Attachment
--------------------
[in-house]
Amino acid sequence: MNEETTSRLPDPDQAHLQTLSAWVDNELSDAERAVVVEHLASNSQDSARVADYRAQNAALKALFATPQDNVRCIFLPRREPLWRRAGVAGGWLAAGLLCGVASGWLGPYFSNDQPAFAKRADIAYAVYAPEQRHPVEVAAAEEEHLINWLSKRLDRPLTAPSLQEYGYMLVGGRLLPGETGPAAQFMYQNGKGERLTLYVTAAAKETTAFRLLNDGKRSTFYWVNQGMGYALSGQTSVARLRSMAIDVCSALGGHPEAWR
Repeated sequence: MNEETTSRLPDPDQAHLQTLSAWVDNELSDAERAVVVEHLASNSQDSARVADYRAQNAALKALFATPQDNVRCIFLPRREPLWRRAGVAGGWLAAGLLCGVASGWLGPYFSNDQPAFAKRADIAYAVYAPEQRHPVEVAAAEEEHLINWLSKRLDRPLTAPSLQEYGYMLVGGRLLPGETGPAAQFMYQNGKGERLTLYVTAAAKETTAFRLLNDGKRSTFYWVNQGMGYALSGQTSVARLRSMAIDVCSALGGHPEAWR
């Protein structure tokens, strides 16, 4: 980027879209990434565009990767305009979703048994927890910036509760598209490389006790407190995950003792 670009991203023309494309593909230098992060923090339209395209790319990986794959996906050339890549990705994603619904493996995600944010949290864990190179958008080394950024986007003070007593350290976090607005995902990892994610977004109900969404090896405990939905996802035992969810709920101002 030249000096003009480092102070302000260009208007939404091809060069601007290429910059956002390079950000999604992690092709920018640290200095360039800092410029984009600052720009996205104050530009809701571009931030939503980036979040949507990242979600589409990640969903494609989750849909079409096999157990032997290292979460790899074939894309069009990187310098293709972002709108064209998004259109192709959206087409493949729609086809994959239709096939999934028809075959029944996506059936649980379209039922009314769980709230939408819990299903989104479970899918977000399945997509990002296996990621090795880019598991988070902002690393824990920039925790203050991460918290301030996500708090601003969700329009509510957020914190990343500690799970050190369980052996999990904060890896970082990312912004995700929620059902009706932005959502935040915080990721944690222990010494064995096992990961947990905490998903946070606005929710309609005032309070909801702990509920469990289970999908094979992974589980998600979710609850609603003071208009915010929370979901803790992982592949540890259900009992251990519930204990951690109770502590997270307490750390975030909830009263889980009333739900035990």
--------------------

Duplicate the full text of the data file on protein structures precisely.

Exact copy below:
[in-house]
Amino acid sequence: MNEETTSRLPDPDQAHLQTLSAWVDNELSDAERAVVVEHLASNSQDSARVADYRAQNAALKALFATPQDNVRCIFLPRREPLWRRAGVAGGWLAAGLLCGVASGWLGPYFSNDQPAFAKRADIAYAVYAPEQRHPVEVAAAEEEHLINWLSKRLDRPLTAPSLQEYGYMLVGGRLLPGETGPAAQFMYQNGKGERLTLYVTAAAKETTAFRLLNDGKRSTFYWVNQGMGYALSGQTSVARLRSMAIDVCSALGGHPEAWR
Repeated sequence: MNEETTSRLPDPDQAHLQTLSAWVDNELSDAERAVVVEHLASNSQDSARVADYRAQNAALKALFATPQDNVRCIFLPRREPLWRRAGVAGGWLAAGLLCGVASGWLGPYFSNDQPAFAKRADIAYAVYAPEQRHPVEVAAAEEEHLINWLSKRLDRPLTAPSLQEYGYMLVGGRLLPGETGPAAQFMYQNGKGERLTLYVTAAAKETTAFRLLNDGKRSTFYWVNQGMGYALSGQTSVARLRSMAIDVCSALGGHPEAWR
């Protein structure tokens, strides 16, 4: 980027879209990434565009990767305009979703048994927890910036509760598209490389006790407190995950003792 670009991203023309494309593909230098992060923090339209395209790319990986794959996906050339890549990705994603619904493996995600944010949290864990190179958008080394950024986007003070007593350290976090607005995902990892994610977004109900969404090896405990939905996802035992969810709920101002 030249000096003009480092102070302000260009208007939404091809060069601007290429910059956002390079950000999604992690092709920018640290200095360039800092410029984009600052720009996205104050530009809701571009931030939503980036979040949507990242979600589409990640969903494609989750849909079409096999157990032997290292979460790899074939894309069009990187310098293709972002709108064209998004259109192709959206087409493949729609086809994959239709096939999934028809075959029944996506059936649980379209039922009314769980709230939408819990299903989104479970899918977000399945997509990002296996990621090795880019598991988070902002690393824990920039925790203050991460918290301030996500708090601003969700329009509510957020914190990343500690799970050190369980052996999990904060890896970082990312912004995700929620059902009706932005959502935040915080990721944690222990010494064995096992990961947990905490998903946070606005929710309609005032309070909801702990509920469990289970999908094979992974589980998600979710609850609603003071208009915010929370979901803790992982592949540890259900009992251990519930204990951690109770502590997270307490750390975030909830009263889980009333739900035990």